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Glacier Express on the Landwasser Viaduct
A train of the Glacier Express crossing the famous Landwasser Viaduct

The first railway in Switzerland opened in 1847 between Zurich and Baden, a distance of 16km. It was built to standard (1435mm) gauge. This gauge was used for much of the subsequent main line development in the country and for international links with neighbouring countries, although narrow (predominantly metre) gauge was used extensively in the mountainous areas and several important and lengthy cross country links are metre gauge.

Given its mountainous nature, Switzerland was also a pioneer of rack railways, long sub-alpine tunnels and, given the ready availability of hydroelectric power, railway electrification. Almost all of the country’s railways are electrified.

In addition to the main line and regional railways, there are many minor railways. These are almost all narrow gauge, and almost all have considerable tourist potential. For that reason, tourist operations are not listed separately on this page, except for a couple of museum lines. Some of the lines may incorporate on-street or roadside running, blurring the distinction between minor railways and trams. Similar minor railways in other countries may have long disappeared, but they survive in Switzerland because of the difficulty of providing a reliable road alternative in the mountainous regions.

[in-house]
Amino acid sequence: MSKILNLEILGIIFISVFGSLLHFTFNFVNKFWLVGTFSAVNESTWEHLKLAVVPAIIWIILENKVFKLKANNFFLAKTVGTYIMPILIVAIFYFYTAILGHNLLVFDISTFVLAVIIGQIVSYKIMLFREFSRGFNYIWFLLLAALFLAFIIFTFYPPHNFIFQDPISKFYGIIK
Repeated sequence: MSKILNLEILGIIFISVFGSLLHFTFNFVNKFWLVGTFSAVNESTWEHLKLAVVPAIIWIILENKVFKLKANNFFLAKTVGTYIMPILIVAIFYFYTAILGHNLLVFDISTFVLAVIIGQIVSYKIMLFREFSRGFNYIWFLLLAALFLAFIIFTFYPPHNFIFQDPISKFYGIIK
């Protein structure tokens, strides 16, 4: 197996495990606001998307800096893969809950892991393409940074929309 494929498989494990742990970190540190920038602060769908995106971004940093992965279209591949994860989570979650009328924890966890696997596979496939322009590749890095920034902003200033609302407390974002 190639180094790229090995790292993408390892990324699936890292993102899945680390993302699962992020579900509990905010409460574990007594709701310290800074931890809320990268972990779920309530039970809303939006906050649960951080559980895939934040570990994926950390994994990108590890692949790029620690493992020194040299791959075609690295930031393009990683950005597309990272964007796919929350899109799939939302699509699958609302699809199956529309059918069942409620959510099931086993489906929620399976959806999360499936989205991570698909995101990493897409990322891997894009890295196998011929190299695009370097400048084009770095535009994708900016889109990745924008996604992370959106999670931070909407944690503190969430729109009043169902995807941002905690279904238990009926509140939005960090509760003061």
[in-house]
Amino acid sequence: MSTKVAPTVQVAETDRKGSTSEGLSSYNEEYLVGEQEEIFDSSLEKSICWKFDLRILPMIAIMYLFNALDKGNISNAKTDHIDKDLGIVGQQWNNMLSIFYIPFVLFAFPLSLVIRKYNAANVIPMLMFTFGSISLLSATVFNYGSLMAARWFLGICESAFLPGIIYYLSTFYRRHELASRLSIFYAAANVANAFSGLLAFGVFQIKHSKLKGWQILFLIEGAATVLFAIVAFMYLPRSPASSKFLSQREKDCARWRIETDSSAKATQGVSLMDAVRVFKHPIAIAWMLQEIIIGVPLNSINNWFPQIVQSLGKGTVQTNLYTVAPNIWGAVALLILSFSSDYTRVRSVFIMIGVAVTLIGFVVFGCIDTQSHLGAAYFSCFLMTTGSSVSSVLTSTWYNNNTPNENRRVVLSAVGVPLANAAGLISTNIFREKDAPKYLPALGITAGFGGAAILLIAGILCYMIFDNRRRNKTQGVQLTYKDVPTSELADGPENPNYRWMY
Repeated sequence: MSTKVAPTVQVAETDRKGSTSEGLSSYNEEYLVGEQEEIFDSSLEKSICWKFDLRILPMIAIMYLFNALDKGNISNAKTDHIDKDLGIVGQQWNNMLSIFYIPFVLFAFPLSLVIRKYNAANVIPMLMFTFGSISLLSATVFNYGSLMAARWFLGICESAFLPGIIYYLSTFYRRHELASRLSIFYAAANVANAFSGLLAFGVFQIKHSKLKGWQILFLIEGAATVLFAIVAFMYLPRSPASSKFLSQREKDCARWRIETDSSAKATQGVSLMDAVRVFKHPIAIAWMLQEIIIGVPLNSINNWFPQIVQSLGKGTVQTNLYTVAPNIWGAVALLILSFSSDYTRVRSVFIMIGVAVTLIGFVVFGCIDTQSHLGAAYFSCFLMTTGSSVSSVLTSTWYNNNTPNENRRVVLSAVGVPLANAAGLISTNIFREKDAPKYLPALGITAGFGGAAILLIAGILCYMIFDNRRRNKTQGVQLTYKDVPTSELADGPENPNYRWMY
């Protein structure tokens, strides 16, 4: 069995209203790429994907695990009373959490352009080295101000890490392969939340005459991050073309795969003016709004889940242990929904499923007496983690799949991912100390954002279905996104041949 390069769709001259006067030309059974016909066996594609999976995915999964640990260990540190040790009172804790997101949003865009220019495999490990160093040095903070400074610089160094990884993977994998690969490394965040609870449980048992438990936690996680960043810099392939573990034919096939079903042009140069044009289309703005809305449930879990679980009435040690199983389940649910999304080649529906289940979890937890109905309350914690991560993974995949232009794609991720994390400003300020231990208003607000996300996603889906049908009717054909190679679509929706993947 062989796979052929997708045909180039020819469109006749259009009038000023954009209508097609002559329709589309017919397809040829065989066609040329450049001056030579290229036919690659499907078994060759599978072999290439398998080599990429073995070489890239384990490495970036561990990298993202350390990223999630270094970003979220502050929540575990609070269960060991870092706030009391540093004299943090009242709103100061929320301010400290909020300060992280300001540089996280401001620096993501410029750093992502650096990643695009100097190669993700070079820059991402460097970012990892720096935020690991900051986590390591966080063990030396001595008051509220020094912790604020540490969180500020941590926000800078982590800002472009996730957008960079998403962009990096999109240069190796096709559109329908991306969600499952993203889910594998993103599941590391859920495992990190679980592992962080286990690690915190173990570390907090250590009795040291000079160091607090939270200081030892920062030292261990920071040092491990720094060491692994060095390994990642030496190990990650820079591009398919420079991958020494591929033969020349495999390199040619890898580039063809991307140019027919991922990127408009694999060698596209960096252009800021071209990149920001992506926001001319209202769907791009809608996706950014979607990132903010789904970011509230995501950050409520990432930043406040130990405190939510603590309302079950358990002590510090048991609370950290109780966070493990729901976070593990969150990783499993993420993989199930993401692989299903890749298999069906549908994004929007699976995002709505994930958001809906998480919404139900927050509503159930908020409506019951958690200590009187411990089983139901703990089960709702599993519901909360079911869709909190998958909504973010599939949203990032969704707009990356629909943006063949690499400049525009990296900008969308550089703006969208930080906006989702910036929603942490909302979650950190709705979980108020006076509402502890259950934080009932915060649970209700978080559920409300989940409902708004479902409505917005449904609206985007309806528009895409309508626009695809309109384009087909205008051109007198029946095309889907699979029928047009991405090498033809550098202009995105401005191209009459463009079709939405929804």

A number of new railways are being constructed, many involving extensive tunnelling, partly for speed improvements but also to reduce vulnerability to winter weather conditions. Shuttle trains carry road vehicles under several mountain passes, and also carry heavy goods vehicles transiting Switzerland which are discouraged from using the country’s roads.

Standard Gauge Main Line Railways

Standard Gauge Regional Railways

Narrow Gauge Regional Railways

Golden Pass

Minor Railways

Industrial Railways

Museum Railways

Miniature Railways

Metro, trams and urban funiculars

Mountain funiculars

Schienenvelos (Vélorails / Draisinen)

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Photo image by Daniel Schwen from Wikimedia Commons